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Freedom And Responsibility

The opinions expressed by columnists are their own and do not necessarily represent the views of

My father, Newt Gingrich, first ran for Congress 44 years ago in Georgia's then-rural 6th district. At that time, the district included the Atlanta airport and ran south to Griffin, west to the Alabama line and northwest past what are now suburbs of the ever-sprawling city of Atlanta.


The news media came mostly from Atlanta, and it was too expensive for my dad to buy ads for his campaign.

So most of the campaigning was done person to person. Our family would go to churches, Rotary events, fairs, strip malls (there were no inside malls in the district) and anywhere else that two or more people gathered.

My father was an assistant professor at what was then called West Georgia College in Carrollton, (now known as the University of West Georgia); my mother was a math teacher at the local high school. They had moved to Carrollton from Brussels, Belgium, where he had finished his dissertation. As a newly minted Ph.D. with two young children, he needed a job.

I was 6 years old and my sister Kathy was 10 when my father first began running for Congress. The district was sprawling and there was no money for babysitters, so Kathy and I went campaigning with our parents constantly. We handed out bumper stickers and flyers and asked people for their votes. (We soon learned that asking "Would you put a bumper sticker on your car for my dad" had a higher success rate than other asks).

Dad's first two attempts -- in 1974 (Watergate) and 1976 (Jimmy Carter was elected president) -- ended in defeat, but he ran once again in 1978. We still handed out bumper stickers and leaflets, but by this time, my sister and I were also stuffing envelopes and calling people for their support and to remind them to vote.

In addition to campaigning as a family, we began to take friends with us. Looking back, I'm not sure how we were able to talk others into joining us; we must have made it sound a lot better than it was, or maybe that was a side benefit to growing up in a small town -- people were eager to do anything new.


While the campaigning throughout my childhood years is now largely a blur, one day every year stood out: July 4. It was the busiest campaign day of the year. We would wake up before dawn and drive to some small town where were would meet local volunteers who had decorated a convertible, or an old classic car with "Newt for Congress" signs. We would march in the parade (it seems that all small towns had parades), handing out leaflets along the way. After the parade, we would hop in our car (an early 1970s blue Chevrolet Impala, which had a large plywood "Newt for Congress" sign affixed to its roof), and go to the next small town.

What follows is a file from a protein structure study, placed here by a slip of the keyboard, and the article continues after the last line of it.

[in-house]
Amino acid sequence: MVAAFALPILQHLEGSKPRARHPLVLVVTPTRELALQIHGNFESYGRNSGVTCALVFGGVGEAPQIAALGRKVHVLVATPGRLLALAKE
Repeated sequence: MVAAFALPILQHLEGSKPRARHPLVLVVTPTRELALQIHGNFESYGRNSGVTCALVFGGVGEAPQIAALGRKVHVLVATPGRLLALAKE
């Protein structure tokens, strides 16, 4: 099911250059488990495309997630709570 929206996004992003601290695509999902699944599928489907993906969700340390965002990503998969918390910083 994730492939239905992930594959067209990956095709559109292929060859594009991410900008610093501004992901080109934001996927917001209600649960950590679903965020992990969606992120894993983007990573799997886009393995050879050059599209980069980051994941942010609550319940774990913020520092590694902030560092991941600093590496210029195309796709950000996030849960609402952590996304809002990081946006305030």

We repeated this process until dark, when we would end up at a Fourth of July picnic and fireworks event.

The next year, we would do it again. After a few years, the campaign graduated to the WSB parade, in Atlanta, which was televised. This was incredibly helpful for any candidate seeking to reach large numbers of people.

My dad's 1978 bid proved successful, and he went on to serve as speaker of the House from 1995-1999.

These days, my routine has changed: I spend July 4 with my husband, children and friends. This year, my husband Jimmy woke up at 3 a.m., lit the Big Green Egg and put the Boston butt on the grill to cook for the 30-plus people who would join us to celebrate our country's independence. As always, the blessing before eating will include a special thanks to the men and women in uniform who have secured and protected the freedom that we enjoy (including two on my side of the family and three on my husband's).


While we love to celebrate our country's birthday, we realize that it takes commitment and determination to keep our nation free. With this freedom comes responsibility.

"It turns out that if you have the power to make rules, the rules are your responsibility," wrote the author and former dotcom business executive Seth Godin on his blog. "If you have the freedom to make choices, the choices are your responsibility...Doing nothing is a choice. The thing you didn't say, the project you didn't launch, the hand you didn't lend...But whatever we do, if we have the independence to do it (or not) is our responsibility."

Celebrate Independence for a day, but exercise your responsibility on the other 364 days. 

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